The ADA Turns 19. Are Businesses Listening?

Posted by – July 26, 2009

There is, deservedly, much talk this ADA anniversary of the broken promise that the ADA guarantees people can live in “the most integrated setting” and how Obama just signed the UN Convention on the Rights of Persons with Disabilities (CRPD) while continuing to ignore long-term care (and the CRPD’s article on community choice).

But what about the most basic accessibility?  The most fundamental provisions of the ADA involve a guarantee of disability access to buildings open to the public.  But we’re not there yet.  Even in the Big Citysteps block wheelchair access to businesses.

19 YEARS after the Americans with Disabilities Act (ADA) enshrined accessibility in federal law, we’re still dealing with this crap!

We wanted to get into this Popeyes on Ann St. but couldnt because of this one step.

We wanted to get into this Popeyes on Ann St. but couldn't because of this one step.

ADA FAIL

ADA FAIL

They’ve had almost two decades to build basic and inexpensive ramps, but haven’t.

It is UNJUST that we can’t access restaurants just because we’re disabled. These are some of the injustices that the ADA was primarily written to rectify. But the law is moot when unheeded and unenforced.

Does the ADA matter if businesses aren’t listening?

Nick

  • icedlatte

    Ah, Nick? I think I get the point about accessibility and the law, but Popeyes? Really? Seems like maybe ADA non-compliance saved you from a stroke.

  • fridawrites

    Like Nick, I run into a lot of problems with accessibility. I can't get into about half the businesses I would like to, even though some of the changes would be very easy and truly inexpensive. I wanted to take my kids to Starbucks for a treat recently (for them, not me, my mom gave us a gift card); there was a ramp and curb cut, but the sidewalk access was blocked by a permanent concrete trash can. In addition to that 50%, motorcycles will park on the sidewalk, people will block curb cuts with their cars so there is no way in, etc.

    When my husband was driving this week, I assessed and confirmed that I really couldn't get into 50% of businesses; it's not just the particular businesses I want (hairdresser, dentist, major concert venue, 1998 kids' playground that could easily be ramped, the chiropractor, restaurants, certain doctor offices, etc.). That doesn't even include whether the inside is accessible.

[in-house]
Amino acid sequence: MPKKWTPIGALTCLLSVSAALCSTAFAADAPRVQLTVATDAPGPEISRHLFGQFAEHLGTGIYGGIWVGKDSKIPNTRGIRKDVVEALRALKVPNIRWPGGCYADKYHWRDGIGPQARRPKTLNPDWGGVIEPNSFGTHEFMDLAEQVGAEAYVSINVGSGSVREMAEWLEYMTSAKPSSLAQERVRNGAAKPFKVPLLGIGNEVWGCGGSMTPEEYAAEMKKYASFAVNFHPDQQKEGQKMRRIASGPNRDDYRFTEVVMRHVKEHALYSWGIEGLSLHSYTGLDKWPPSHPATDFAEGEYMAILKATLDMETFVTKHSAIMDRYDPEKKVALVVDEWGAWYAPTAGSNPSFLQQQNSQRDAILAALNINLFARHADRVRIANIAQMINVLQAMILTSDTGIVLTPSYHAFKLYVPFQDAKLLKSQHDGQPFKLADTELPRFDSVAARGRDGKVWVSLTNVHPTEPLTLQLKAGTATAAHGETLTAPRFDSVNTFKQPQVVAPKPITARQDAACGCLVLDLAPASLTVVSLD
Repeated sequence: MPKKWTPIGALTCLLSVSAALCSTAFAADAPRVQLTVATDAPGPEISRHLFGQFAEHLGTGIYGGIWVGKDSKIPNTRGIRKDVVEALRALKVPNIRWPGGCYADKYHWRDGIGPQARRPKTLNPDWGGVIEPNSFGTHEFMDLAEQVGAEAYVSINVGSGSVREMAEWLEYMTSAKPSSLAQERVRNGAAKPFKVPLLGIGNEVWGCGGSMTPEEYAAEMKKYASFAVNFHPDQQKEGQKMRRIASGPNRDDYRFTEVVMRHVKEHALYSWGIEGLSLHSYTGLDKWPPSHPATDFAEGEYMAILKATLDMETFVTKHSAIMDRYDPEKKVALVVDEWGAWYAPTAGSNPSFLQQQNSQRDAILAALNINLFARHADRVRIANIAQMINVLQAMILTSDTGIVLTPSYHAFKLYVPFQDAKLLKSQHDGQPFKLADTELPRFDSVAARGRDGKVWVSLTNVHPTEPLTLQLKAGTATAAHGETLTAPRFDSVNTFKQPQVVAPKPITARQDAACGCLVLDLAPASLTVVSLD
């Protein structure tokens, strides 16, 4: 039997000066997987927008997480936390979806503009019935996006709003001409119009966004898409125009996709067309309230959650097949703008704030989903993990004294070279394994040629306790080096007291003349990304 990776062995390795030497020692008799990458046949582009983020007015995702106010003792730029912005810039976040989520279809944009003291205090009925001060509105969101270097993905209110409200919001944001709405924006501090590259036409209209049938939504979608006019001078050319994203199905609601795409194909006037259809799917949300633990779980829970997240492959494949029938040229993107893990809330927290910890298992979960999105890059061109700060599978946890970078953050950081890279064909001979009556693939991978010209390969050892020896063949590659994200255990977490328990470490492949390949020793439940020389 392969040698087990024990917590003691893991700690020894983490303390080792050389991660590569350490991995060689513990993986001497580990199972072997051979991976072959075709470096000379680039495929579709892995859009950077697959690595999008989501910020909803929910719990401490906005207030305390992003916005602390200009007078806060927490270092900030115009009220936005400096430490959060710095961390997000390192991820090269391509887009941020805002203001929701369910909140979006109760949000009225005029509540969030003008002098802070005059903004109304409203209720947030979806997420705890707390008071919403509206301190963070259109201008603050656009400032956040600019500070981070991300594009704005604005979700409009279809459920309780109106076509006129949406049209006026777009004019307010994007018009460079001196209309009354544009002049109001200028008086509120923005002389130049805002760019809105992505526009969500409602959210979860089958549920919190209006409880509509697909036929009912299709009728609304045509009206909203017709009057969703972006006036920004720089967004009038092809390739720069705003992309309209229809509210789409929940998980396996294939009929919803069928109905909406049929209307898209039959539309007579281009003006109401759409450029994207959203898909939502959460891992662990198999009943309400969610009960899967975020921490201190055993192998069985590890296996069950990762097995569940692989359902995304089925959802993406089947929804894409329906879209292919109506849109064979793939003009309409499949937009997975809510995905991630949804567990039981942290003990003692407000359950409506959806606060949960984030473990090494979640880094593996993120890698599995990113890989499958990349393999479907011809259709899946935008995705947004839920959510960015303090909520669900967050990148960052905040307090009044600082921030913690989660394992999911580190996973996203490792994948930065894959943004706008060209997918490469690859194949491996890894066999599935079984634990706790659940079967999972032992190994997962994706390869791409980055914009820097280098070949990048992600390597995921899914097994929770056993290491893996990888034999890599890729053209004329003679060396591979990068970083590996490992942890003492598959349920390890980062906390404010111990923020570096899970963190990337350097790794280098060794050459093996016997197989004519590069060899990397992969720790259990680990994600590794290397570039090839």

This happens with major chains too. A lot of places don't have any disability parking, which creates big problems for people with vans.

  • Dr. Latte:

    hey, if you're only physically able to eat one meal a day (the rest is tube feeding) why not make it damn tasty? 😀

    And obesity isn't a concern. Throughout my life I've had the opposite problem: maintaining a reasonable weight.

  • fridawrites

    Like Nick, I run into a lot of problems with accessibility. I can't get into about half the businesses I would like to, even though some of the changes would be very easy and truly inexpensive. I wanted to take my kids to Starbucks for a treat recently (for them, not me, my mom gave us a gift card); there was a ramp and curb cut, but the sidewalk access was blocked by a permanent concrete trash can. In addition to that 50%, motorcycles will park on the sidewalk, people will block curb cuts with their cars so there is no way in, etc.

    When my husband was driving this week, I assessed and confirmed that I really couldn't get into 50% of businesses; it's not just the particular businesses I want (hairdresser, dentist, major concert venue, 1998 kids' playground that could easily be ramped, the chiropractor, restaurants, certain doctor offices, etc.). That doesn't even include whether the inside is accessible.

    This happens with major chains too. A lot of places don't have any disability parking, which creates big problems for people with vans.

  • Dr. Latte:

    hey, if you're only physically able to eat one meal a day (the rest is tube feeding) why not make it damn tasty? 😀

    And obesity isn't a concern. Throughout my life I've had the opposite problem: maintaining a reasonable weight.